Employment prospects for Kansas University graduates in 1992 are looking a bit gloomy, but graduates still can find jobs if they work at it, KU officials say.
"I think this is a difficult job market, personally," said Terry Glenn, director of the University Placement Center. "The graduates will have to look a little bit harder than in the past."
Glenn said 1992 graduates will need more time to find the right job, and will have fewer job opportunities to choose from, unless the current economy turns around.
"I'd say, generally, the prospects are somewhat bleak, however . . . there are some prospects out there," said Jim Henry, associate director and counselor for the placement center. "They have to keep looking."
ABOUT 150 employers usually visit KU through the placement center each year, but the number is expected to be slightly down in 1991-92, officials said.
Glenn and Henry said the outlook for KU graduates this spring looks to be about the same or slightly better compared with college graduates in other parts of the nation.
"I would imagine the Midwest is about the same, maybe a little bit better than in other parts of the country," Henry said.
And, he said, "Our graduates should be able to compete with anybody's."
Henry and Glenn recommend that 1992 graduates come to the placement center as early as they can and take advantage of the interviews that are conducted on campus.
IN ADDITION to the placement center, several KU schools and departments offer their own job placement assistance programs.
"What we're seeing right now is that the on-campus recruiting is down this year," said Carl Locke, dean of KU's School of Engineering.
Last year, 97 employers visited the the engineering school, he said.
Locke said he expected the number to be down 10 percent to 20 percent in 1992.
But he said engineering students still should have a good chance at finding a job in 1992.
"Even when the economy is down, engineers seem to have a good chance at finding something," he said. "There just may be a slight delay."
Locke said that in the last two years, 98 percent of all KU engineering graduates have found work within two or three months. He said that unless the economy changes, that trend should continue.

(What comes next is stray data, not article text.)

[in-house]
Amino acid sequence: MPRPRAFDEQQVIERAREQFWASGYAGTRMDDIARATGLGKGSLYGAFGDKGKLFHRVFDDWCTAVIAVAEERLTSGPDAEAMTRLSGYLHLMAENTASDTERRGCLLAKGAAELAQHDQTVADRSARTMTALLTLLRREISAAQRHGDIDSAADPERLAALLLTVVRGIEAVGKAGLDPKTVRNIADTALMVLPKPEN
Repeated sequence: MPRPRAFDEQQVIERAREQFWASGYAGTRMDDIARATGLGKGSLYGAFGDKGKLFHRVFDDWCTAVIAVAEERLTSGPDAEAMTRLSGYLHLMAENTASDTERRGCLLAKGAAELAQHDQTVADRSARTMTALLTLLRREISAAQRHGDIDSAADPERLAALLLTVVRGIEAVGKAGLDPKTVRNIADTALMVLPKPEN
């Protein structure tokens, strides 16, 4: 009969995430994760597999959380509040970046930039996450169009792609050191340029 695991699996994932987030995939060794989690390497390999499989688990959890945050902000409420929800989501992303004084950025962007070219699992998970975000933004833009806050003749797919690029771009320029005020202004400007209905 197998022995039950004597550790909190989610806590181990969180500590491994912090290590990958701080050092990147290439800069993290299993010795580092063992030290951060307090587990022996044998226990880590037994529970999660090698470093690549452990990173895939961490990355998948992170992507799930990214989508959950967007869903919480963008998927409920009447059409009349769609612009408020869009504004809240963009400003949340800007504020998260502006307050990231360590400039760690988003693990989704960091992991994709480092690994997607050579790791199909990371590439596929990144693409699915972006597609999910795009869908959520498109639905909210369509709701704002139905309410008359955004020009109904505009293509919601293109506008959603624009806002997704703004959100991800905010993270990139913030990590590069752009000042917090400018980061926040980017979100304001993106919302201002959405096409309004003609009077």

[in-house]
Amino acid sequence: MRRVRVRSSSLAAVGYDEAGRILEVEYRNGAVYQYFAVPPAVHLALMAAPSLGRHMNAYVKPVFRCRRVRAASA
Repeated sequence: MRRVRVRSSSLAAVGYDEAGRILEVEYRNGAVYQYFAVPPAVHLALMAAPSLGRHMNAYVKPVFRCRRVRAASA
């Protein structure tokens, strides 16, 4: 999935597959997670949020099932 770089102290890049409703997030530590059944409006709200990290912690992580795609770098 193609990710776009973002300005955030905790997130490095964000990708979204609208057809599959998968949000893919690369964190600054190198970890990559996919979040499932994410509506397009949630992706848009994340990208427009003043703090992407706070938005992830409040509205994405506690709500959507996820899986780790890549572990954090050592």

Dana Leibengood, associate dean of the school of journalism, said times are tough in the journalism and advertising fields.
"Just as long as the advertising revenues are down, we're going to have a lean job market," he said."
Leibengood said it is important for new graduates to be flexible when they think about taking a job.
STUDENTS SEEM to be sensing that the perfect job may be hard to find immediately.
Rob Wheat, who graduated with a journalism degree this month, said he wasn't too optimistic about finding a job in the next few months.
"I will probably have to take a job that I hate, until I find something that I love to do," he said. "It's a tough economy out there."
Kris Weidling, a KU senior who will graduate in the spring with a psychology degree, said he'll have to be flexible and persistent in looking for a job.
"I'm being as general as I possibly can," he said. "I'm not necessarily pessimistic, but you are just going to have to hustle to find what you want."
In the KU Law School, job opportunities are expected to be fairly good, said Lilian Six, director of career services.
"So far, it appears that the students who graduated from the law school in 1991 are finding employment," she said. "Unless the economy makes a drastic turnaround, I would expect that trend to continue."
In 1991, the law school graduated 166 students. Of those, at least 119 found employment in legal positions and 11 found positions in non-legal positions, according to a survey of graduates.